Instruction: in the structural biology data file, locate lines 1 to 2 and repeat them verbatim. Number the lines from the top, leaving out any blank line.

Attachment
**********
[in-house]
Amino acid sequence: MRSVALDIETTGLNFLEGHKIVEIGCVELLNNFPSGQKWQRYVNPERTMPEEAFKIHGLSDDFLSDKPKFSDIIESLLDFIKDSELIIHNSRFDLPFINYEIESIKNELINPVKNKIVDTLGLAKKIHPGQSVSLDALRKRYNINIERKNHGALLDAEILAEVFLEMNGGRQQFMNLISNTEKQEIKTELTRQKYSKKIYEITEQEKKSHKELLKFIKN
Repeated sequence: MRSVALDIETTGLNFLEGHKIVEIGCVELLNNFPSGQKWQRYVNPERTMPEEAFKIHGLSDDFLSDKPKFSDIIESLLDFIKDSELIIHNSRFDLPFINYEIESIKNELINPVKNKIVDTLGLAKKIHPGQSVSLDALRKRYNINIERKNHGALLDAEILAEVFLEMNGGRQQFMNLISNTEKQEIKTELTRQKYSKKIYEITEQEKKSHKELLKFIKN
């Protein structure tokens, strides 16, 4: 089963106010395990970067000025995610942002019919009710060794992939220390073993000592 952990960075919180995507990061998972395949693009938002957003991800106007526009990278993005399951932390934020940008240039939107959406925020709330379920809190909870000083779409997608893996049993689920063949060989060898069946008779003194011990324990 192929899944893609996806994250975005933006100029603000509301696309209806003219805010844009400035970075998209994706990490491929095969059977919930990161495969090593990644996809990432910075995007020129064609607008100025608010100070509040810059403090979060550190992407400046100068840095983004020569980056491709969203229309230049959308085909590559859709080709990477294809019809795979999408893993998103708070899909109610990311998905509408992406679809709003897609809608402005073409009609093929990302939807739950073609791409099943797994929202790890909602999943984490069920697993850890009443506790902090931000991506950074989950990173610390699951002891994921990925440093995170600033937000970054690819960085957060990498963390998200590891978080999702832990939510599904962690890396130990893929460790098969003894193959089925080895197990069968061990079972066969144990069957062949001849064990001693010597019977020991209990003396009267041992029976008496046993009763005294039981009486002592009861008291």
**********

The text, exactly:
[in-house]
Amino acid sequence: MRSVALDIETTGLNFLEGHKIVEIGCVELLNNFPSGQKWQRYVNPERTMPEEAFKIHGLSDDFLSDKPKFSDIIESLLDFIKDSELIIHNSRFDLPFINYEIESIKNELINPVKNKIVDTLGLAKKIHPGQSVSLDALRKRYNINIERKNHGALLDAEILAEVFLEMNGGRQQFMNLISNTEKQEIKTELTRQKYSKKIYEITEQEKKSHKELLKFIKN